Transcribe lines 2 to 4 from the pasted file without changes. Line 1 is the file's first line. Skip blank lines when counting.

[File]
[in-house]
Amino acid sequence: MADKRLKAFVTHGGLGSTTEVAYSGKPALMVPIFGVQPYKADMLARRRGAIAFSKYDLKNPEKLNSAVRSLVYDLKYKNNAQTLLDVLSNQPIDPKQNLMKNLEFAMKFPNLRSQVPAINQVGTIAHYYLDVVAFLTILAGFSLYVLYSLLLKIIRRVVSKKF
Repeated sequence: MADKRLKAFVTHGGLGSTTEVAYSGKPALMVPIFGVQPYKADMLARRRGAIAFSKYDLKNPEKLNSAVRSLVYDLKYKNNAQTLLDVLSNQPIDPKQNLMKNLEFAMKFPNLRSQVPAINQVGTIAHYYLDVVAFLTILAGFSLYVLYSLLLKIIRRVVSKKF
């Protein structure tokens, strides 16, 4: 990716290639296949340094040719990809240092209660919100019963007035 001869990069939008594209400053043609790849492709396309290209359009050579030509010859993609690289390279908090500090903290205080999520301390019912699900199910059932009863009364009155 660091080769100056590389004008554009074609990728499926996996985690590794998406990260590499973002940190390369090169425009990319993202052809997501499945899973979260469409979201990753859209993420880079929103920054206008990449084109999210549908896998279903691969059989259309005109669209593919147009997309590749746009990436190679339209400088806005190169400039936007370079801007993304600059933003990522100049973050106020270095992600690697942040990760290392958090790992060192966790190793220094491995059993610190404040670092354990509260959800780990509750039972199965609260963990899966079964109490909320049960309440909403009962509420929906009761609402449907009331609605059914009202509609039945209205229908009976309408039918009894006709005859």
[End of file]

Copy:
Amino acid sequence: MADKRLKAFVTHGGLGSTTEVAYSGKPALMVPIFGVQPYKADMLARRRGAIAFSKYDLKNPEKLNSAVRSLVYDLKYKNNAQTLLDVLSNQPIDPKQNLMKNLEFAMKFPNLRSQVPAINQVGTIAHYYLDVVAFLTILAGFSLYVLYSLLLKIIRRVVSKKF
Repeated sequence: MADKRLKAFVTHGGLGSTTEVAYSGKPALMVPIFGVQPYKADMLARRRGAIAFSKYDLKNPEKLNSAVRSLVYDLKYKNNAQTLLDVLSNQPIDPKQNLMKNLEFAMKFPNLRSQVPAINQVGTIAHYYLDVVAFLTILAGFSLYVLYSLLLKIIRRVVSKKF
């Protein structure tokens, strides 16, 4: 990716290639296949340094040719990809240092209660919100019963007035 001869990069939008594209400053043609790849492709396309290209359009050579030509010859993609690289390279908090500090903290205080999520301390019912699900199910059932009863009364009155 660091080769100056590389004008554009074609990728499926996996985690590794998406990260590499973002940190390369090169425009990319993202052809997501499945899973979260469409979201990753859209993420880079929103920054206008990449084109999210549908896998279903691969059989259309005109669209593919147009997309590749746009990436190679339209400088806005190169400039936007370079801007993304600059933003990522100049973050106020270095992600690697942040990760290392958090790992060192966790190793220094491995059993610190404040670092354990509260959800780990509750039972199965609260963990899966079964109490909320049960309440909403009962509420929906009761609402449907009331609605059914009202509609039945209205229908009976309408039918009894006709005859």